More about Acer Pollen Vessel, 2020
At school my main interests were divided between biology and art, whilst at home I had the freedom to explore the immediate countryside. From an early age my surroundings were and are still very important to me. I enjoy getting to know the environment, studying the beauty and complexity of trees and plants, and spotting the changes to the landscape around me.
This highly tuned visual awareness helped me when I left school and went on to art college, enabling me to engage with the urban environment in much the same way, using what I saw to create patterns and designs.
To a large extent I moved away from this way of working during the 25 years that I made ceramics with my wife. Function, materials and processes were the main considerations, exploring how slips and glazes reacted to the vagaries of a woodfired kiln were a constant challenge.
The change of direction that came about during my MPhil at the Royal College of Art has enabled me to bring together all those early interests together with 21st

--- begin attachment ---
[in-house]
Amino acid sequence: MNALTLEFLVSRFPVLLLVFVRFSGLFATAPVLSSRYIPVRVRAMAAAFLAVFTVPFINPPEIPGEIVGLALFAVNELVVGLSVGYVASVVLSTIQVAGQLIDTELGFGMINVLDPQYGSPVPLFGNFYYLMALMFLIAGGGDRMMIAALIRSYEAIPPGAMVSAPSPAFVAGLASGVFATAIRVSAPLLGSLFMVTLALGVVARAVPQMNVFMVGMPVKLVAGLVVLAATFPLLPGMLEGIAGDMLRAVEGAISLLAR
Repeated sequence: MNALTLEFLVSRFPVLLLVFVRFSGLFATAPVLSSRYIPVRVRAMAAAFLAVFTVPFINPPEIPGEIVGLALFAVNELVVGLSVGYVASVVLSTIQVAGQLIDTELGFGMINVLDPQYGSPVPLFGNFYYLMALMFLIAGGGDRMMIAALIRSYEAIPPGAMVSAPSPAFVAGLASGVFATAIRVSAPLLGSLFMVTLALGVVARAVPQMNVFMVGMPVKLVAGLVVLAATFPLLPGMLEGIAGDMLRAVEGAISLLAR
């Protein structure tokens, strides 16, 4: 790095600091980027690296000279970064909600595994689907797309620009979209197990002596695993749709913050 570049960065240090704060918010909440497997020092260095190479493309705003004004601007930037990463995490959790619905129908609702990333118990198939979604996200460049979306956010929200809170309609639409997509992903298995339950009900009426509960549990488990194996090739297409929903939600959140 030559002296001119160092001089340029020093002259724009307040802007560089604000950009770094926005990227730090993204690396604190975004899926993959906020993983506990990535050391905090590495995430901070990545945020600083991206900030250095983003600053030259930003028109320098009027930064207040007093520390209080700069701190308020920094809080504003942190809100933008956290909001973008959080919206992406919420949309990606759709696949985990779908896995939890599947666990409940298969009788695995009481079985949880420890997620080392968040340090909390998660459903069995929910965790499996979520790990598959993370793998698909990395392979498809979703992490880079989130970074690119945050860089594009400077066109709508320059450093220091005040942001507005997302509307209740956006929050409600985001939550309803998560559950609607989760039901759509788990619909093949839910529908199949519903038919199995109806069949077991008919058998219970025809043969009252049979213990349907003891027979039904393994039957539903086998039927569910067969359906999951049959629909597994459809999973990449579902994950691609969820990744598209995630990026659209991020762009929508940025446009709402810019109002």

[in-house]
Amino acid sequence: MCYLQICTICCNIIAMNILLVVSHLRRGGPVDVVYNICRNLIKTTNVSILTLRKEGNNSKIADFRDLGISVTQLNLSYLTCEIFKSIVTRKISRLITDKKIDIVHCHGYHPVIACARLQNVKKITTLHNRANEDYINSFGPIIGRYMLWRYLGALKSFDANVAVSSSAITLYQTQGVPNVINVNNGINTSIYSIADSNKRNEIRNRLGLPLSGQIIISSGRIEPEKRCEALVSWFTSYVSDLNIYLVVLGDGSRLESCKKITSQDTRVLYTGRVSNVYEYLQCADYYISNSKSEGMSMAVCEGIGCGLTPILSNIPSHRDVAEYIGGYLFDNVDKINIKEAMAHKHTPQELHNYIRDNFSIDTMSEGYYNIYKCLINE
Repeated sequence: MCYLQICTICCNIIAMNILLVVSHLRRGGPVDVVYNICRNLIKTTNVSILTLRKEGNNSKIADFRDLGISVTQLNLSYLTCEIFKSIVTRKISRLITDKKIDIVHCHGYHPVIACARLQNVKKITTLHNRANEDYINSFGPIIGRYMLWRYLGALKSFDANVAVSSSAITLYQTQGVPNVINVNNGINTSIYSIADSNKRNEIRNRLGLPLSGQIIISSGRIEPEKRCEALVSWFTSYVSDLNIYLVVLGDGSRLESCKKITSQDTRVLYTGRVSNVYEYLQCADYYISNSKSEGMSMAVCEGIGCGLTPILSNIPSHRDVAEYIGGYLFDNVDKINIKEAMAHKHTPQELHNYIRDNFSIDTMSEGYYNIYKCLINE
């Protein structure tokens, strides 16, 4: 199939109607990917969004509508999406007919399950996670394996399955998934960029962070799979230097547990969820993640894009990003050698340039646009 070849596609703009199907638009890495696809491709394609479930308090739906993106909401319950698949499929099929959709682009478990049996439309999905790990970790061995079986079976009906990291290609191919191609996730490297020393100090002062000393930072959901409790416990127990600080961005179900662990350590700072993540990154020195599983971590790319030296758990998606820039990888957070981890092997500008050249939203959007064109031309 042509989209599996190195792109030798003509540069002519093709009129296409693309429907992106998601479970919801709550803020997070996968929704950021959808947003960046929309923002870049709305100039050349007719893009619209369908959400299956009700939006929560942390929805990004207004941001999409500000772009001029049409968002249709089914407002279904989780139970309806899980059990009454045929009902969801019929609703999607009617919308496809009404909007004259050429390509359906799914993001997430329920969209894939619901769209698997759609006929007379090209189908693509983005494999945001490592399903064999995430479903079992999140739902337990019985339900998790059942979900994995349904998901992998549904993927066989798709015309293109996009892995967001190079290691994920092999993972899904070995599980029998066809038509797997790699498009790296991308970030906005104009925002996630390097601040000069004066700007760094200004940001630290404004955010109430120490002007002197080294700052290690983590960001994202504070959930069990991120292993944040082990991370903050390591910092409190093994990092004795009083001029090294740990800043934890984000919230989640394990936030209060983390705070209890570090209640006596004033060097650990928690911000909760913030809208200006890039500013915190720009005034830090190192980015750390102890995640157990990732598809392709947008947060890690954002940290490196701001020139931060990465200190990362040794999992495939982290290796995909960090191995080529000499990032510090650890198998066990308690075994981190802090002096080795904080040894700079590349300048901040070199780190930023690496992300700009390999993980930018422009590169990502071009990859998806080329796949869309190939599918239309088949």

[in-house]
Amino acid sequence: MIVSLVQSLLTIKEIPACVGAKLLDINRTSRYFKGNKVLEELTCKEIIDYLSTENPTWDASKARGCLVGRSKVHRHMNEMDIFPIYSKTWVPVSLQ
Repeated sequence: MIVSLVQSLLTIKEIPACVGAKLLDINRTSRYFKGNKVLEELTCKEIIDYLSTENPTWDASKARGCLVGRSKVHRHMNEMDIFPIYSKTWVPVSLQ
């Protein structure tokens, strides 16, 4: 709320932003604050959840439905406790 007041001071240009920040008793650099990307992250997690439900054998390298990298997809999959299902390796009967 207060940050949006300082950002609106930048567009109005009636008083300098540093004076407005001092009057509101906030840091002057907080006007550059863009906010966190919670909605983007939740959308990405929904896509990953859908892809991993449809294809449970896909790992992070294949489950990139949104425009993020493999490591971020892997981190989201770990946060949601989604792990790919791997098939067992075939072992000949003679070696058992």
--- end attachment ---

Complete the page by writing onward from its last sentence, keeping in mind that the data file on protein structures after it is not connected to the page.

-century state of the art technologies. I can now include a narrative element into my work through ideas that are triggered by museum visits, or leading on from my other interests. Often related to the historical it is a way of bringing those stories into the present day making them relevant to the times in which we live.
The Acer Pollen Vase
is the example of how our increasing knowledge of biological systems, through the use of sophisticated technology allows us to appreciate the beauty of the natural world. The piece was inspired by the form of sycamore pollen seen through an electron microscope. Through a number of iterations the vase developed from a closed sphere into an open vessel form, the abstract structure being replaced by a filigree sycamore leaf. Once the CAD drawings were finalised the data was used to create a 3D print, which was then hand finished and copper plated using a bespoke metal plating process. I then created the verdigris patination.
Michael Eden 2020